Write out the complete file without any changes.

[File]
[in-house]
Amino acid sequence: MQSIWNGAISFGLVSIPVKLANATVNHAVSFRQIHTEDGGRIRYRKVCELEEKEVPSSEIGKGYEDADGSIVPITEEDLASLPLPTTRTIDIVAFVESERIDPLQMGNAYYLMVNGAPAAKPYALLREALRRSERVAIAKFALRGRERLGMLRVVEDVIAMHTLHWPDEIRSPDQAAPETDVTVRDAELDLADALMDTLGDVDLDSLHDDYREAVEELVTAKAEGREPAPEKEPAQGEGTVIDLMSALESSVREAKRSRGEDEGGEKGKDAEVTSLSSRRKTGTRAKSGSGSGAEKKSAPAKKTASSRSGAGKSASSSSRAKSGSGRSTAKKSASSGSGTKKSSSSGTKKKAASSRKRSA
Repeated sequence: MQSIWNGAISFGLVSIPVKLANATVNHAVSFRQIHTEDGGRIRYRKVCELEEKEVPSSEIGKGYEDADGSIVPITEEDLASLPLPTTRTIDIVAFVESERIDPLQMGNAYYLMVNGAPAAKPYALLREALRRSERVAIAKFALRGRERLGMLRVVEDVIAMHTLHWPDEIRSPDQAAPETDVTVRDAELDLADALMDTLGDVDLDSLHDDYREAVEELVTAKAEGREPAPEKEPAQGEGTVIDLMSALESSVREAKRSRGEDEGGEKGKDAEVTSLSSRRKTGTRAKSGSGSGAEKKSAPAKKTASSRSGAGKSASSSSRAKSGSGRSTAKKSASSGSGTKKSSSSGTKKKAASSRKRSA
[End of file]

[in-house]
Amino acid sequence: MQSIWNGAISFGLVSIPVKLANATVNHAVSFRQIHTEDGGRIRYRKVCELEEKEVPSSEIGKGYEDADGSIVPITEEDLASLPLPTTRTIDIVAFVESERIDPLQMGNAYYLMVNGAPAAKPYALLREALRRSERVAIAKFALRGRERLGMLRVVEDVIAMHTLHWPDEIRSPDQAAPETDVTVRDAELDLADALMDTLGDVDLDSLHDDYREAVEELVTAKAEGREPAPEKEPAQGEGTVIDLMSALESSVREAKRSRGEDEGGEKGKDAEVTSLSSRRKTGTRAKSGSGSGAEKKSAPAKKTASSRSGAGKSASSSSRAKSGSGRSTAKKSASSGSGTKKSSSSGTKKKAASSRKRSA
Repeated sequence: MQSIWNGAISFGLVSIPVKLANATVNHAVSFRQIHTEDGGRIRYRKVCELEEKEVPSSEIGKGYEDADGSIVPITEEDLASLPLPTTRTIDIVAFVESERIDPLQMGNAYYLMVNGAPAAKPYALLREALRRSERVAIAKFALRGRERLGMLRVVEDVIAMHTLHWPDEIRSPDQAAPETDVTVRDAELDLADALMDTLGDVDLDSLHDDYREAVEELVTAKAEGREPAPEKEPAQGEGTVIDLMSALESSVREAKRSRGEDEGGEKGKDAEVTSLSSRRKTGTRAKSGSGSGAEKKSAPAKKTASSRSGAGKSASSSSRAKSGSGRSTAKKSASSGSGTKKSSSSGTKKKAASSRKRSA